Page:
OBJECTIVES: To study some ethical problems created by accession of a previously nomadic and traditional society to modern invasive medicine, by assessment of physicians' attitudes towards sharing information and decision-making with patients in the setting of a serious illness. DESIGN: Self-completion questionnaire administered in 1993. SETTING: Riyadh, Jeddah, and Buraidah, three of the largest cities in Saudi Arabia. SURVEY SAMPLE: Senior and junior physicians from departments of internal medicine and critical care in six hospitals in the above cities. RESULTS: A (...) total of 249 physicians participated in the study. Less than half (47%) indicated they provided information on diagnosis and prognosis of serious illnesses all the time. Physicians who were more senior and those who spoke Arabic fared better than other groups. The majority (75%) preferred to discuss information with close relatives rather than patients, even when the patients were mentally competent. Most of the physicians (72%) felt patients had the right to refuse a specific treatment modality, and 68% denied patients the right to demand such a treatment if considered futile. Further analysis showed that physicians' attitudes varied along a spectrum from passive (25%) to paternalistic (21%) with the largest group (47%) in a balanced position. CONCLUSIONS: In traditional societies where physicians are regarded as figures of authority and family ties are important, there is a considerable shift of access to information and decision-making from patients to their physicians and relatives in a manner that threatens patients' autonomy. Ethical principles, wider availability of invasive medical technology and a rise in public awareness dictate an attitude change. (shrink)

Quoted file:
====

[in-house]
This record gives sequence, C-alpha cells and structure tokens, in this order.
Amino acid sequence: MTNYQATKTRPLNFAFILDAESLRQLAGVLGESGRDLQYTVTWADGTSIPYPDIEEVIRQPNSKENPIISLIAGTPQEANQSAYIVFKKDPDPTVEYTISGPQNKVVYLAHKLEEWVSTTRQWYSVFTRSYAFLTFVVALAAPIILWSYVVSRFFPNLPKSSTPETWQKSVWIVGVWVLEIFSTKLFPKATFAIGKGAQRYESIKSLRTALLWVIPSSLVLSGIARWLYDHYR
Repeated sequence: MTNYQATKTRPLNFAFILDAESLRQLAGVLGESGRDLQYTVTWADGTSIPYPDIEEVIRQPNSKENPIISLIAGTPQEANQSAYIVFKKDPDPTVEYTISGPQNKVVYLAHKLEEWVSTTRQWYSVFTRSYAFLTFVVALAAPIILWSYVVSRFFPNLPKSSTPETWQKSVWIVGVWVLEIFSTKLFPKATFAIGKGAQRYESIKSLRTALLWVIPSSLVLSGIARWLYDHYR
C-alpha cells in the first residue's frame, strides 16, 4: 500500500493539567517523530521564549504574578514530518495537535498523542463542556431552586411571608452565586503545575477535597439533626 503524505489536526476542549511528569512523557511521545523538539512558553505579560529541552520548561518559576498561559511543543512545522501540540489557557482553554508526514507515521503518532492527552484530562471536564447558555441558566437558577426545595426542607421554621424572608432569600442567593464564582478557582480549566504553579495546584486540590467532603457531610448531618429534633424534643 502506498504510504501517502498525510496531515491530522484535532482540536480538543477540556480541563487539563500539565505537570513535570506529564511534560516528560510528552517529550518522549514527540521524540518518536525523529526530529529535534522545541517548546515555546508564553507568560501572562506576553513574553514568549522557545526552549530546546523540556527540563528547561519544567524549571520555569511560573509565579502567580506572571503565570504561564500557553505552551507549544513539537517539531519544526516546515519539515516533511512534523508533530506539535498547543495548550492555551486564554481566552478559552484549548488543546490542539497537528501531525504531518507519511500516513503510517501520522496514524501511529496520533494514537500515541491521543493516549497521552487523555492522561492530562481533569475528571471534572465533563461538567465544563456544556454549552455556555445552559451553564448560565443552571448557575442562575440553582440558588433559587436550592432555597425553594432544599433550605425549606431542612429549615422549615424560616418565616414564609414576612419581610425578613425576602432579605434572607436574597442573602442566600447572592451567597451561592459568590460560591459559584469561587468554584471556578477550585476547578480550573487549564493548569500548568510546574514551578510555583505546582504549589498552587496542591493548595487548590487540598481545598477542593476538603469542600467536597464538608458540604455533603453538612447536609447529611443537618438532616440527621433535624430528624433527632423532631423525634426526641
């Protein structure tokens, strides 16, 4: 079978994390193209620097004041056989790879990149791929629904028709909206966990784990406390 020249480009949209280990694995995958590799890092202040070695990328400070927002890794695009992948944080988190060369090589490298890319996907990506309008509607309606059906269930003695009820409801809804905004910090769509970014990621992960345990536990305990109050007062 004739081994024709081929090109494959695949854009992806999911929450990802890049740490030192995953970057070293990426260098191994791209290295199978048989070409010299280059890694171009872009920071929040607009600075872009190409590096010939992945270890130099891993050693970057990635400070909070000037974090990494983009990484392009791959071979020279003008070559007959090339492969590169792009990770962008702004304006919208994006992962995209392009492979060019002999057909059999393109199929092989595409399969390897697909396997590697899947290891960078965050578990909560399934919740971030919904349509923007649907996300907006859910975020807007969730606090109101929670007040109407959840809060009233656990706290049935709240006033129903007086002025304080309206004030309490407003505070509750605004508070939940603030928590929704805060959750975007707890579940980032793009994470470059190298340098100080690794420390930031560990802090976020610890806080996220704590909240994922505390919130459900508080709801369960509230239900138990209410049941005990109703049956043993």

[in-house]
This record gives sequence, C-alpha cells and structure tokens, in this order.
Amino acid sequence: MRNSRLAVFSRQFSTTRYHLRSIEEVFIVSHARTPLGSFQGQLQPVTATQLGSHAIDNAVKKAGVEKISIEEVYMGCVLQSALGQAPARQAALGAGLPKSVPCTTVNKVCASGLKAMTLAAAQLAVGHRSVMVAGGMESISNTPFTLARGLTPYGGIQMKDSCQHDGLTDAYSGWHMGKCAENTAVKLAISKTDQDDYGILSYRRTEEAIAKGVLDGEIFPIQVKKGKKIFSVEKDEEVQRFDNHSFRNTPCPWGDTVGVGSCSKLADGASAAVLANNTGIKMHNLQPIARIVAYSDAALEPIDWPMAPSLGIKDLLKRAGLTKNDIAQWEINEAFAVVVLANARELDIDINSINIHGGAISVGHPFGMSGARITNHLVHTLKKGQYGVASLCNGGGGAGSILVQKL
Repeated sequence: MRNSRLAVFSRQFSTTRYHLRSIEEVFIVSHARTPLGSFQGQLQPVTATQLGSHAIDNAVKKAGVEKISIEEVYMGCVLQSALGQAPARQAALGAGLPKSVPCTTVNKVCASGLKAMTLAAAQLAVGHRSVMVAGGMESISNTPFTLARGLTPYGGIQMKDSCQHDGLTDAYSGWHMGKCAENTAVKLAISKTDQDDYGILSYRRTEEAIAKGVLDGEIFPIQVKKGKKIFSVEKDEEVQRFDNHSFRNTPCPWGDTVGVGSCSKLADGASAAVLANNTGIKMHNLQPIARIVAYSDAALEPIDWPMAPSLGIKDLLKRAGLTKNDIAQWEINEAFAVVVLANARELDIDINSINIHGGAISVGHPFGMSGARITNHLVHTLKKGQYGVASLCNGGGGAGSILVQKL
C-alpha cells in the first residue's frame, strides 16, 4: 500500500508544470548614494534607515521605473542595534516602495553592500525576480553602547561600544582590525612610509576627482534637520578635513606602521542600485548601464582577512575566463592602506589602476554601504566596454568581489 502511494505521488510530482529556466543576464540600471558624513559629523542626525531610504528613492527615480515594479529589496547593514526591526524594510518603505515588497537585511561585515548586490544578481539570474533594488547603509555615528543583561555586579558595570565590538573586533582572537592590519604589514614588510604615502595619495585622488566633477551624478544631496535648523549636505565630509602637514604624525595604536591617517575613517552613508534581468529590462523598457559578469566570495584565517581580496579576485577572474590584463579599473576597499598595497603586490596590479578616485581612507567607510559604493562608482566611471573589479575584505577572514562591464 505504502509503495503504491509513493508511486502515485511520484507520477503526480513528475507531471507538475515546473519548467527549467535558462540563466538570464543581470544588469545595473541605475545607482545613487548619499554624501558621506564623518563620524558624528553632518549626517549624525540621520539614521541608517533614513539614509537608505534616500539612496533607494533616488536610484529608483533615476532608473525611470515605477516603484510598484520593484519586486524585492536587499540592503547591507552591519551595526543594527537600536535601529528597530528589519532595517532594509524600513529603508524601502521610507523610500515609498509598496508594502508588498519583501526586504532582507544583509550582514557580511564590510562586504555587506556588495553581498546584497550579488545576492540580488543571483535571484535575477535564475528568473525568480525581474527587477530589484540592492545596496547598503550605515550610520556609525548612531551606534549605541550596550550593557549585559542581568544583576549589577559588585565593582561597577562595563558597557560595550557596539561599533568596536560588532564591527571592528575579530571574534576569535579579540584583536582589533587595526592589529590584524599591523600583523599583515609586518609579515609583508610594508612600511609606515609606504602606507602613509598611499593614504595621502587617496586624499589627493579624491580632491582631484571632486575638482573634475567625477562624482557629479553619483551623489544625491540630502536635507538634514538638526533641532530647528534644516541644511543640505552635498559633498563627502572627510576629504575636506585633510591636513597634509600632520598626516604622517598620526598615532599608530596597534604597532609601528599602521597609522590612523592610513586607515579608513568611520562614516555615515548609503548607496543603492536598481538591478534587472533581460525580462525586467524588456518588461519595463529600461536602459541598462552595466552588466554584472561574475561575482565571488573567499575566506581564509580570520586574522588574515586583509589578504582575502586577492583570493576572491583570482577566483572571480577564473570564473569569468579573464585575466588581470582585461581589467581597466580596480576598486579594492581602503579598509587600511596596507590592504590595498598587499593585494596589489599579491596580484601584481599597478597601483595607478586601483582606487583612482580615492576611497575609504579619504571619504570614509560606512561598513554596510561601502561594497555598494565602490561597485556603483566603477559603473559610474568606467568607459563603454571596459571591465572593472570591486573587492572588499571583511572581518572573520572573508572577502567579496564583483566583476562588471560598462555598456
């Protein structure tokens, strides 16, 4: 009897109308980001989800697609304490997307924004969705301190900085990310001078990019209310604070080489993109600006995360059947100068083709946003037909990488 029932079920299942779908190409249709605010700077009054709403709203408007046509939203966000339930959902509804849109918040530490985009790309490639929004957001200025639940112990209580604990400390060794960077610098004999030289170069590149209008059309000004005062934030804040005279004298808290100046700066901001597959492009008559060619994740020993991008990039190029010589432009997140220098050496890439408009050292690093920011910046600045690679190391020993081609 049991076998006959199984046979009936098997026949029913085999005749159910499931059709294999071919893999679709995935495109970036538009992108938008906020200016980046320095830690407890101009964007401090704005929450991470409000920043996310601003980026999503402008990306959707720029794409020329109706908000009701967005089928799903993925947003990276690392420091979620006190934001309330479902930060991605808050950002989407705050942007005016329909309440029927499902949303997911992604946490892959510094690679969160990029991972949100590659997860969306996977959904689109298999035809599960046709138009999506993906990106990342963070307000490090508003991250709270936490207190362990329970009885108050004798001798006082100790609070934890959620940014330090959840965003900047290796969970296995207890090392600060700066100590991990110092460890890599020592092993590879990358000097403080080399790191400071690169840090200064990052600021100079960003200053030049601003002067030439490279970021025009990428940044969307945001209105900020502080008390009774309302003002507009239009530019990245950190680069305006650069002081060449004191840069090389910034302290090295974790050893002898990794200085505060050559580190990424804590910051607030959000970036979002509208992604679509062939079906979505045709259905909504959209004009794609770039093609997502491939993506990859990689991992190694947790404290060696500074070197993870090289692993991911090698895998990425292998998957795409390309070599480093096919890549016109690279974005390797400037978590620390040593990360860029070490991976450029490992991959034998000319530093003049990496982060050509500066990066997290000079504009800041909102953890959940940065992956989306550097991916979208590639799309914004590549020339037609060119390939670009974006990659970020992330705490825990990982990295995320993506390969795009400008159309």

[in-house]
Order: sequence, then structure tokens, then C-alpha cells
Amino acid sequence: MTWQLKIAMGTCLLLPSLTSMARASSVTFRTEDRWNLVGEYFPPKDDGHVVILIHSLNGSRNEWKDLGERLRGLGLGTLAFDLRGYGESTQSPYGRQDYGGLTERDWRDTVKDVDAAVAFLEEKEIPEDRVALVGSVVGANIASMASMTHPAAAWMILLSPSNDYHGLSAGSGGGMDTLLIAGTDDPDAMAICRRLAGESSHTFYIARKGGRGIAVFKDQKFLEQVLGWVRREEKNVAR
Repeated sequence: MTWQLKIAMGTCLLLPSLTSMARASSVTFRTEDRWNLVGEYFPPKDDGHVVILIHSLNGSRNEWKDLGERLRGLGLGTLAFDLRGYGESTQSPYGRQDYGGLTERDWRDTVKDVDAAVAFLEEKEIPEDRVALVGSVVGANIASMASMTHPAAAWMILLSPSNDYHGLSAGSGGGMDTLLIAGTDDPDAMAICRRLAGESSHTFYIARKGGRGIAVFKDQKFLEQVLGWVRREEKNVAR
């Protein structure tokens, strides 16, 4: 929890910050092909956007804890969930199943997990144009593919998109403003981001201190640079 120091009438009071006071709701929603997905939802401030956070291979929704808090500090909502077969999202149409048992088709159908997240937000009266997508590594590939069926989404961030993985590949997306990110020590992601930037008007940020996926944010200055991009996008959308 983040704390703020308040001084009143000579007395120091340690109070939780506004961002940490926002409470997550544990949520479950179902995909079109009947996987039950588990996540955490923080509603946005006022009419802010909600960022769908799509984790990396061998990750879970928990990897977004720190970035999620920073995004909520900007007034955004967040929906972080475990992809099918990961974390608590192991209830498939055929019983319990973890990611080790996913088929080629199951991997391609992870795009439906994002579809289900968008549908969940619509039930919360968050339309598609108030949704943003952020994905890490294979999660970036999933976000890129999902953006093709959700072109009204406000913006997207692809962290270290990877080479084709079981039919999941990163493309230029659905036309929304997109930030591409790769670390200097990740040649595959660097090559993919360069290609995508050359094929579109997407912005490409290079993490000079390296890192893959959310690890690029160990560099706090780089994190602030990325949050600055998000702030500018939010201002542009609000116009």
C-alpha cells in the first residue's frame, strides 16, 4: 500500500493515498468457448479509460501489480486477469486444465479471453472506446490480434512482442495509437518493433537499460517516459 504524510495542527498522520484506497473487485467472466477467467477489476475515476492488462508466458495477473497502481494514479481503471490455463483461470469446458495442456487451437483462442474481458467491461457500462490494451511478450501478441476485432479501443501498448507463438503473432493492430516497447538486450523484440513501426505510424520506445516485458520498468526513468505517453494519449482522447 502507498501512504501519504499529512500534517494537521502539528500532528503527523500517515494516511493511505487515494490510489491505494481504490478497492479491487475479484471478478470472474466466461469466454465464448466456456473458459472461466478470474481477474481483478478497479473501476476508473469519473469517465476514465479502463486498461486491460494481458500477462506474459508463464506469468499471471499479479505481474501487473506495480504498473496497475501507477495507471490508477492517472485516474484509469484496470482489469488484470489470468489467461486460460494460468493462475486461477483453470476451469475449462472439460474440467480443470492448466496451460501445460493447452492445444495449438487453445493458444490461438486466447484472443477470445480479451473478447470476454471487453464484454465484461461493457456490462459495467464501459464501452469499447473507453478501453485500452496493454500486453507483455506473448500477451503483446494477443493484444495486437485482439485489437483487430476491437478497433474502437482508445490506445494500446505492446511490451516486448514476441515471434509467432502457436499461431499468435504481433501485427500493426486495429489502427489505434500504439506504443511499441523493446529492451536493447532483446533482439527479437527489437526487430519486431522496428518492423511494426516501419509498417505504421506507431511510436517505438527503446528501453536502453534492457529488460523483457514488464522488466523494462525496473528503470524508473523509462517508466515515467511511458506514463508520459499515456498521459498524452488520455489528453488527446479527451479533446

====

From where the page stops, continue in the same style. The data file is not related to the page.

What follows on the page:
This article explores the origins of the problematic of political community by considering it in relation to the founding principles of `modern thought'. These principles are identified with the extirpation of moral values and ends from nature, in keeping with the rise of a `disenchanted' and mechanical scientific world-view. The transition from an `ancient' to a `modern' world-view is elaborated by drawing upon the work of Hans Blumenberg and Leo Strauss. The `demoralization' of nature, it is claimed, projects the formation (...) of the political commons into the space of history, a space within which community must be produced via artifice on the part of the willing subject. This Leitbild of modern community is examined through a reading of Hobbes's Leviathan which, it is claimed, stands as the founding attempt to remember the political commons from the sphere of human immanence, without recourse to natural or theological externality. However, it is argued, nature occupies an intermediary and ambiguous position in Hobbes's thought, at once transcended and reinscribed into political life as a `hedonist anthropology' that defines the human animal. Further, Hobbes's insistence that conventionally produced standards need be misrecognized as necessary and non-contingent undermines their legitimacy from the standpoint of human autonomy. This failure to break decisively with the appeal to nature leads to a political community that is at best a simulacrum, far removed from the vision of ethical unity that characterizes the classical conception of the polis and political life. Yet, it is argued, Hobbes's strategy nevertheless presents the key to subsequent attempts to complete a political `revolt' against nature, as developed in the thought of Rousseau, Kant and Hegel. (shrink)
We study Basic algebra, the algebraic structure associated with basic propositional calculus, and some of its natural extensions. Among other things, we prove the amalgamation property for the class of Basic algebras, faithful Basic algebras and linear faithful Basic algebras. We also show that a faithful theory has the interpolation property if and only if its correspondence class of algebras has the amalgamation property.
This essay discusses Peirce�s appeal to logical machines as an argument against psychologism. It also contends that some of Peirce�s anti-psychologistic remarks on logic contain interesting premonitions arising from his perception of the asymmetry of proof complexity in monadic and relational logical calculi that were only given full formulation and explication in the early twentieth century through Church�s Theorem and Hilbert�s broad-ranging Entscheidungsproblem.